Ryan Scavnicky

In November of 2015 the Oxford English Dictionary released the word of the year. It was 😂, otherwise known as “Face With Tears of Joy” or Unicode U+1F602. The word itself is an emoji - a graphic icon meant to express an emotion in electronic conversation. When we examine what that means for communication as a whole, we first must consider a common misconception that all speech is 7% verbal and 93% nonverbal. This is due to a famous study conducted by Professor Albert Mehrabian at UCLA in 1967, which only proved that tonality and body language may help distinguish meaning when communication is inconsistent or contradictory. In other words, nonverbal communication is most useful when we must understand the intent behind what is being said. This takes a stronger effect in completely nonverbal environments like the internet. For example, Poe’s Law is a phenomenon created entirely by and of the internet which states that it is impossible to parody an extreme view without an obvious sign of sarcasm. This nonverbal sign is most often shown through emoji. For example, if I write that I am “totally thrilled,” it would certainly read differently if followed by 😄 or 😑. This increased era of digital communication has, in opposition to many naysayers, brought with it an increased focus on the written word. As anyone will tell you who uses Instagram, the intent of the post itself is not always in the image itself but in the caption. These captions are increasingly augmented by emoji.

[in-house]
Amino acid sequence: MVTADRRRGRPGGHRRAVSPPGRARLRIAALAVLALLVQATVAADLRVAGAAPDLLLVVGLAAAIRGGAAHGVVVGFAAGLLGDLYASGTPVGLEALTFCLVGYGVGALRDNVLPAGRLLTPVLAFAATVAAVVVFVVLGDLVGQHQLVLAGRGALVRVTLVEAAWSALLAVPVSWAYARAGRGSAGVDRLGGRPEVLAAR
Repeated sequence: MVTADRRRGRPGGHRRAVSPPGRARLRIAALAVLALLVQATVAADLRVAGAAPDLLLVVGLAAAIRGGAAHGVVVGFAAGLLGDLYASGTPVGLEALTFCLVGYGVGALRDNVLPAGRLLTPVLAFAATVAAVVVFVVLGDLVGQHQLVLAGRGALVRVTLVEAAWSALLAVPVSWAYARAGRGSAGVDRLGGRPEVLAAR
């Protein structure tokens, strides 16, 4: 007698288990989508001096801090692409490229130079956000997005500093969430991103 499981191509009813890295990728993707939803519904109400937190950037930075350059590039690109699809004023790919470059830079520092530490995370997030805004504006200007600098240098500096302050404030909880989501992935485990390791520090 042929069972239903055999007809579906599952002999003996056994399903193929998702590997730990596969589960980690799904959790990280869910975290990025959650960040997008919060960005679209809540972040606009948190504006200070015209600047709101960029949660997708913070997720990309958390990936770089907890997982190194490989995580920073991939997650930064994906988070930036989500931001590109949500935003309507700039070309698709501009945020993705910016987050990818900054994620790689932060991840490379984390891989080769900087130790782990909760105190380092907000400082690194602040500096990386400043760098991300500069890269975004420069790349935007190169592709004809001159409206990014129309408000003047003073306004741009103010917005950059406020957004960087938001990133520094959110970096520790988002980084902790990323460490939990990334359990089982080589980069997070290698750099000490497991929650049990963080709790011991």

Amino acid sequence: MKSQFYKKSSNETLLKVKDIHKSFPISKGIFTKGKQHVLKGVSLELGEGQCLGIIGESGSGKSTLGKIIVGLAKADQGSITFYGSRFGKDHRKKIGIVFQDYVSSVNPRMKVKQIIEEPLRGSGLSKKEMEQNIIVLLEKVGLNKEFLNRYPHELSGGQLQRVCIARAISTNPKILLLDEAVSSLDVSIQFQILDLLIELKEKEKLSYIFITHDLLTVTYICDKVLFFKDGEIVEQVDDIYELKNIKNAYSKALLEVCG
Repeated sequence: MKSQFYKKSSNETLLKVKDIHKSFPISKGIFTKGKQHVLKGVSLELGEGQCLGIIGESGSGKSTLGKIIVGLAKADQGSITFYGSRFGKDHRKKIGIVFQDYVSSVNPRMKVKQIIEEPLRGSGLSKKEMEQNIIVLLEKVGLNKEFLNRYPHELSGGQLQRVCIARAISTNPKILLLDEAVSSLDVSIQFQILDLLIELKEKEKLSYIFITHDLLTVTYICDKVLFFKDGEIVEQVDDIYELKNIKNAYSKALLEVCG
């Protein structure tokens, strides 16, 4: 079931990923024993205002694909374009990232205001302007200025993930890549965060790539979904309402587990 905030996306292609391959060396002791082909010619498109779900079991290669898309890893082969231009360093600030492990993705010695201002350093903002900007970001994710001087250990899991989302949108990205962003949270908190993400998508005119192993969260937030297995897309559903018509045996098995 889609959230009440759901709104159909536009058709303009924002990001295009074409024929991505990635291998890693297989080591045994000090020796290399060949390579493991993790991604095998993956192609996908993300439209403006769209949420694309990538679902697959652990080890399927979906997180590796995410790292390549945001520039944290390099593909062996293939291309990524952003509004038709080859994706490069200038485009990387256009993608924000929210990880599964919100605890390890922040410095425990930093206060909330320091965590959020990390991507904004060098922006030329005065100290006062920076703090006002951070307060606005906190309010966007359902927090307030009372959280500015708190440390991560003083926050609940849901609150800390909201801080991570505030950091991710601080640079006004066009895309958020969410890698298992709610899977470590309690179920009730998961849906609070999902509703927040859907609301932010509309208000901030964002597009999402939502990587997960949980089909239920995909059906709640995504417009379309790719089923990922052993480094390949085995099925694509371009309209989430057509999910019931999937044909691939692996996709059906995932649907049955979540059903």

It is 2018 and I am constantly reassessing a brilliant statement from Susan Sontag in Against Interpretation which states plainly and decisively that “the mask is the face.” While certainly not written regarding digital communication, I cannot help but draw a correlate between that statement and our contemporary political, mimetic, and ontological state. The emoji is a crux of electronic communication. Most of our posts today are augmented heavily by the caption. Thus, this project takes the position that “the emoji is the face.”

Without a specific program, scale, or site in mind, this exploration is an exercise in boolean operations delivered by skewed representations of three basic emoji - the smile, the heart eyes, and the laugh. The resulting form of this operation is a contemporary reflection of Ezekiel’s cherubim, a head with four faces. Reduced to three faces with non-orthogonal intersections, the emoji is reborn as an ever-interpretable abstract figure haunting the human intimacy of an Instagram-worthy picnic.


Ryan Scavnicky is the Visiting Fellow at the School of Architecture at Taliesin, a producer of theory films with SCI-Arc Channel, and a practicing Architectural Designer with studio TECHNE.